It is well established that approximately 85.473% of the battle when it comes to NIH Grantsmithing is making it easy for the reviewers to grasp your point.
Many bloggers have described the fact that you need to think about your audience. The grant reviewer in my mind's eye is an overworked, grant-stressed, paper-decision-major-revision, lab disaster supervising PI who has finally cracked your grant open at 10 pm after putting his kids to bed, throwing some laundry in, running the dishes and making lunches for tomorrow's schoolday. . Plus, she may have an infant squirming and latching on poorly at the same time. Still licking wounds from the last disappointing summary statement from his or her own grant application.That's if you are lucky.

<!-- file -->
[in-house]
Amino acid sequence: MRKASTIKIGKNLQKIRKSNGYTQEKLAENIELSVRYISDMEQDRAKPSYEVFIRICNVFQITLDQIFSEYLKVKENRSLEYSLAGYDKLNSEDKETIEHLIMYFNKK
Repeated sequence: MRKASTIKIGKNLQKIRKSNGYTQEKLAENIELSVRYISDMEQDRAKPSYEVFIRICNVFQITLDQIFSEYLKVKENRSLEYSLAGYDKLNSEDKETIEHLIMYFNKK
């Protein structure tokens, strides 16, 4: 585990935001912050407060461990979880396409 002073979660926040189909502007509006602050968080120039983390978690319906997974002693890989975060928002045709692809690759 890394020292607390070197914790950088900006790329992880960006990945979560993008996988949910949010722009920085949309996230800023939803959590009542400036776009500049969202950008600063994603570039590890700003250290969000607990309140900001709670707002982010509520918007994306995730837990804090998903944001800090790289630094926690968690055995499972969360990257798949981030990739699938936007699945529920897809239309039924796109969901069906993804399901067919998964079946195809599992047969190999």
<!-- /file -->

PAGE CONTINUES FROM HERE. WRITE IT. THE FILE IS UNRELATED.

If you are unlucky she is getting serious about reviewing your grant while crammed in coach on the way to Bethesda for the actual meeting. And is planning on submitting the written critique the moment she hits the free wifi at the airport....
Then, should your application be so lucky as to be discussed, realize this, Dear Reader. The three assigned reviewers may have had the time, if they had the inclination, to pour over your application at leisure.
The rest of the panel? Not so much.
It is the rare reviewer who has read through the entire panel's worth of applications in detail. And if there appears to be a disagreement between the three assigned reviewers during discussion, these other reviewers have something on the order of 10-15 minutes to scan through your application to attempt to resolve matters in their own mind.
You want their job to be as easy as possible. This is why I hammer away at the creation of blank space, headings, clear figures and direct writing. You know this. What many people don't seem to realize is that your selection of citation style matters as well.
Some folks seem to think that it doesn't matter or that the NIH insists on numbered citation styles.